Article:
Neuropsychological impairment in depression is less concise compared to schizophrenia, dementia or other brain disorders. It is varying between patients and over time in the natural course of depression. Furthermore it depends on various co-variables. These characteristics make the detection of depressive patterns in neuropsychological performance very difficult for conventional statistics.
Artificial neural networks are highly parallel nonlinear teachable systems of information processing. They are used for pattern recognition and classification tasks in different fields and can be superior to conventional linear statistics in the analysis of complex data.
The results of 1100 neuropsychological examinations of psychiatric patients with varying diagnoses and healthy controls were used to train different kinds of neural networks. The neuropsychological battery (NEUROBAT) consists of usual test paradigms as optical reaction time, a go-nogo task, recognition and free memory recall, sensorimotor interference and a continuous performance task.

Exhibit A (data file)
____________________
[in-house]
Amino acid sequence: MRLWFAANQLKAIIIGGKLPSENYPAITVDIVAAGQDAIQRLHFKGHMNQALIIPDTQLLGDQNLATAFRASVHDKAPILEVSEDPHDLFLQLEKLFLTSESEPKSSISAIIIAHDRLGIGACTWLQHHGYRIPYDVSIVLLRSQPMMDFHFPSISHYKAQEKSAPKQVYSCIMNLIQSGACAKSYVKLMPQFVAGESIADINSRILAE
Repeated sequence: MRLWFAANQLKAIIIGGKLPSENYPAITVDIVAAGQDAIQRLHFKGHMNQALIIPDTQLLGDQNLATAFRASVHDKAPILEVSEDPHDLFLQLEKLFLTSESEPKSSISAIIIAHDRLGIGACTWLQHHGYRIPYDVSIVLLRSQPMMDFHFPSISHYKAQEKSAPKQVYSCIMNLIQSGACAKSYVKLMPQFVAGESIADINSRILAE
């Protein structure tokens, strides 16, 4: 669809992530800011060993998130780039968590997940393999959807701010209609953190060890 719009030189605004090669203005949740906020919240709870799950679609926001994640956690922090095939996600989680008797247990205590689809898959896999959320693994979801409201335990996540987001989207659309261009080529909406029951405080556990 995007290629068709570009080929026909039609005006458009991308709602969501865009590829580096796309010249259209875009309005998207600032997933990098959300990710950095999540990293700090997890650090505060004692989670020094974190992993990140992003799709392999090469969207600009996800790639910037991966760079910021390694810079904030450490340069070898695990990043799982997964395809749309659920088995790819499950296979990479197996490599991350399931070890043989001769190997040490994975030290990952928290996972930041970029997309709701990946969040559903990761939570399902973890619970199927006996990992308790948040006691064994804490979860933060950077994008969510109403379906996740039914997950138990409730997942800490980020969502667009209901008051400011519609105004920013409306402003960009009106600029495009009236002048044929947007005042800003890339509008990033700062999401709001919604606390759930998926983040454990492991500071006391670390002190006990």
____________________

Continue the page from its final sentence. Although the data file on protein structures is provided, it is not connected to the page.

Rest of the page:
Trained multilayer perceptrons and radial basis function networks allowed a significant recognition of depressive patterns. Patients were classified correctly in up to 71% of cases, whereas up to 64% of depressive disorders were recognized correctly by linear artificial neural networks.
Recognition of depressive neuropsychological patterns seems to be possible by artificial neural networks. But sensitivity and specificity are too low for a possible support of clinical diagnostics. The superiority to linear classification models could not shown clearly. More complex hierarchical neural networks, as they are commonly used in picture recognition, should be tested in future studies in order to improve classification results.